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Clothesline Review: Power sunglasses from Dual Eyewear

Clothesline review: Dual sunglasses
The full Dual collection

Cyclists who use reading glasses — I buy the ones sold at bookstores — can’t easily use a handlebar-mounted computer because those its-bitsy digits are too small to read. And you have to fish your eyeglasses out of a back pocket when you stop to make a call on your smart phone, send a text or reply to an urgent e-mail.

Dual Power Eyewear

Website: Dual Eyewear
MSRP: $49.95
The Scoop: Low-cost sunglasses with built in magnification zone that makes it possible for sight-challenged riders to comfortably read the numbers and words on bicycle computers, GPS devices and cell phones.
Pros: As effective as reading glasses for focusing your eyes on the tiny digits on your computer (or mobile devices) while riding (or driving); choice of three styles and two lens colors; low weight and low price!
Cons: Lenses not interchangeable; takes a period of adjustment before you’re comfortable using them.

No more.

Boulder, Colorado, entrepreneur Louis Viggio has brought to the market a range of sunglasses under the Dual brand whose lenses have what he calls an Optimized Magnification Zone, with a +1.5, +2.0 or +2.5 lens power. And they’re just as stylish as shades that cost three times Dual’s suggested retail price of $49.95.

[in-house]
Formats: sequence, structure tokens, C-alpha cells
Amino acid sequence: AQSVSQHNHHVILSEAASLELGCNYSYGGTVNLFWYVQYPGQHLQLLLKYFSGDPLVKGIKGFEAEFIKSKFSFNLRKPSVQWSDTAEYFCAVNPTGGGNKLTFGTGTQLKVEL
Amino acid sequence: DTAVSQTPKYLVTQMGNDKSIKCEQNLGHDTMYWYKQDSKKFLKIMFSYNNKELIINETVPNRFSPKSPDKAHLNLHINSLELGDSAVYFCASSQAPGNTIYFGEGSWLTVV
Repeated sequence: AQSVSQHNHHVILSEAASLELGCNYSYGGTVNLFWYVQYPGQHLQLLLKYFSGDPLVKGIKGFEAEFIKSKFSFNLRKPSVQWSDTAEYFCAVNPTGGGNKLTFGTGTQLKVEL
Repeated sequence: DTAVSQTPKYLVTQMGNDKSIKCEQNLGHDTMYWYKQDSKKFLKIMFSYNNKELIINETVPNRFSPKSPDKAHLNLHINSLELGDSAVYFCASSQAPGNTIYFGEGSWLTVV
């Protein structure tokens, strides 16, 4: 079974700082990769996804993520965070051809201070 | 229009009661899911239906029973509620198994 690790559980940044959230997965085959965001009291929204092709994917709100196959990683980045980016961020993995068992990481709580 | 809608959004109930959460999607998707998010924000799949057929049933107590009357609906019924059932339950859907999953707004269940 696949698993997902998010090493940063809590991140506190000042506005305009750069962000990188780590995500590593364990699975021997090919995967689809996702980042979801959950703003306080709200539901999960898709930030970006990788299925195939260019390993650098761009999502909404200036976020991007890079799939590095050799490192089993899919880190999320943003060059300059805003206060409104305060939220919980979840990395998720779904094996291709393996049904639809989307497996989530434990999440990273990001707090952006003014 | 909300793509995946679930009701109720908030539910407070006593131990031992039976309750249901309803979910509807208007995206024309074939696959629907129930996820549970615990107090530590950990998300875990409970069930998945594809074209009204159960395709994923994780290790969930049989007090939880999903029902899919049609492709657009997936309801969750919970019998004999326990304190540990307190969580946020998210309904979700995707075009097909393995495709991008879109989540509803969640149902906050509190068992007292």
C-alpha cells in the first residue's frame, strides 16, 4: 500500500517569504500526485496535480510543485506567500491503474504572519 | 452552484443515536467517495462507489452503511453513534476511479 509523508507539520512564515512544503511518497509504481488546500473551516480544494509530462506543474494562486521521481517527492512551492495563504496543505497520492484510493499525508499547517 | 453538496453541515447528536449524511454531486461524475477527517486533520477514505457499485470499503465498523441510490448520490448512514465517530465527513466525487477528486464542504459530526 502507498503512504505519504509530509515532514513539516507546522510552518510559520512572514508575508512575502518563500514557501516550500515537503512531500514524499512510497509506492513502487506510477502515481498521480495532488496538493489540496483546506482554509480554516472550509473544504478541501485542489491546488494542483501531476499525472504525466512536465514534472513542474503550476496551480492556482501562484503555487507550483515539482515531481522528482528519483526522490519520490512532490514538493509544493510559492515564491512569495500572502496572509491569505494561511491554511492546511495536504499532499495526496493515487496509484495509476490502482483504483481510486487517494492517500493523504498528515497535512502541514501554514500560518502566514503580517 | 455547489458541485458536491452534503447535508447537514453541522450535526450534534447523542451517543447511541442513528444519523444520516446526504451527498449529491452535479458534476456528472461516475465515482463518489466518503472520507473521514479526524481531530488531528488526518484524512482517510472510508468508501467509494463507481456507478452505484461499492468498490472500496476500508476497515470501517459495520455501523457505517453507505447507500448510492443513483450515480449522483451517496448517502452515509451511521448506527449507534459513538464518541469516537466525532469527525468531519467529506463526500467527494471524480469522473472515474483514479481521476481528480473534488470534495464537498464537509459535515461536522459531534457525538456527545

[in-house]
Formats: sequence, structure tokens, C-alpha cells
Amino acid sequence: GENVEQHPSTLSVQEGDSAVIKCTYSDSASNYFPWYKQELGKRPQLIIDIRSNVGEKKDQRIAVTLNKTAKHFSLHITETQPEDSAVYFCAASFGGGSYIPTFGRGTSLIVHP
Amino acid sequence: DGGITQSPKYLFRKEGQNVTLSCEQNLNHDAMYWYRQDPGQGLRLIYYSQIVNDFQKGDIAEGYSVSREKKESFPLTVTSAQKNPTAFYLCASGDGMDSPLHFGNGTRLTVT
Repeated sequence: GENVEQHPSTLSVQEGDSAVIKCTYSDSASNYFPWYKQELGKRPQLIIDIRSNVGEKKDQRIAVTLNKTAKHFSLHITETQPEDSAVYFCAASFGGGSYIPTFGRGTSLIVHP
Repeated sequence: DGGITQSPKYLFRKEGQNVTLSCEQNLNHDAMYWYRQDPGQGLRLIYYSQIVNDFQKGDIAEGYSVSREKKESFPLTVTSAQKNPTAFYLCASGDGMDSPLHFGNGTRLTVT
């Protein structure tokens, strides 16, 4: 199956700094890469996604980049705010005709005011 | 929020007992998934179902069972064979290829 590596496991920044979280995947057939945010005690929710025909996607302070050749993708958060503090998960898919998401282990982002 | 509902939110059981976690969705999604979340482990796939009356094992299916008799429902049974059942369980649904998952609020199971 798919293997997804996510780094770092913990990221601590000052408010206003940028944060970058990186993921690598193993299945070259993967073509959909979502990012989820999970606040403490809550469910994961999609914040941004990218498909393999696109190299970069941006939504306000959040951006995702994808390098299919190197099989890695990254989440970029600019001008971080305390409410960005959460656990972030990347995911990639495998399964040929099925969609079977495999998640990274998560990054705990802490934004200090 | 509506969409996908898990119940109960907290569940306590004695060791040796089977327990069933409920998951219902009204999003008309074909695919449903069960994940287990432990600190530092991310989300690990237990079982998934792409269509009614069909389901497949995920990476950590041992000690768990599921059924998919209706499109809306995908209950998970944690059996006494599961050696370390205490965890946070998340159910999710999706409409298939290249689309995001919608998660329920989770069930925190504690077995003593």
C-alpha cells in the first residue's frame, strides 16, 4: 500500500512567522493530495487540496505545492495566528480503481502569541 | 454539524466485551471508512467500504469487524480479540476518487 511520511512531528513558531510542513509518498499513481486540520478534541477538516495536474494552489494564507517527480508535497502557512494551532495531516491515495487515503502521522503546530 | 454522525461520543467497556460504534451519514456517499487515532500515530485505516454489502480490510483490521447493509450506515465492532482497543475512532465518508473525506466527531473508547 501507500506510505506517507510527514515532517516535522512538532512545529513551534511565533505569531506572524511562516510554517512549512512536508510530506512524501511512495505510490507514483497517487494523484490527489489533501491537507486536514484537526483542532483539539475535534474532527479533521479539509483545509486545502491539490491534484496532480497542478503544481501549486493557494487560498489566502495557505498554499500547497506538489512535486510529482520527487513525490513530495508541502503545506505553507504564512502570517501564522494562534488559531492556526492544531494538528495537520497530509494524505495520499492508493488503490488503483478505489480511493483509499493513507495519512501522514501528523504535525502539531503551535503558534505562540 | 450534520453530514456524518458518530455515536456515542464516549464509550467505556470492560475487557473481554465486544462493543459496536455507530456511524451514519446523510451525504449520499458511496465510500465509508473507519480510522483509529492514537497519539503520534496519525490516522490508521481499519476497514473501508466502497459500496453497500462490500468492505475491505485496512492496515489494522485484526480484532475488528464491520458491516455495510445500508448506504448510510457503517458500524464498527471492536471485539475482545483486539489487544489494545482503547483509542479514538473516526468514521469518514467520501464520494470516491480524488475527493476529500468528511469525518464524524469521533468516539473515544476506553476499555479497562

Viggio, who’s been involved in the bike industry for more than 20 years, said it was important to keep the price affordable — in the same range as buying a bike computer — because he recommends that the two products are displayed next to each other at bike stores.

There are three models, the Dual V6, S4 and SL2, and each comes with smoke or brown lenses. They have impact-resistant frames with comfortable non-slip rubber nosepieces and arm inserts, shatterproof polycarbonate lenses and FDA-approved UV protection.

I’ve been using the SL2 model for several weeks when riding my bike, running and driving cars. I liked the tiny 20-gram weight and the lens color, and soon adjusted to the position of the OMZ on the lower inside of the lenses; on a bike, you don’t move your head, you just glance down to read those small numbers.

You do the same to see the odometer when driving, but when you’re standing still you need to tilt your head at a slightly different angle than what you’re used to with reading glasses. And that’s a small inconvenience when you weigh up all the benefits of these new-to-the-market shades.

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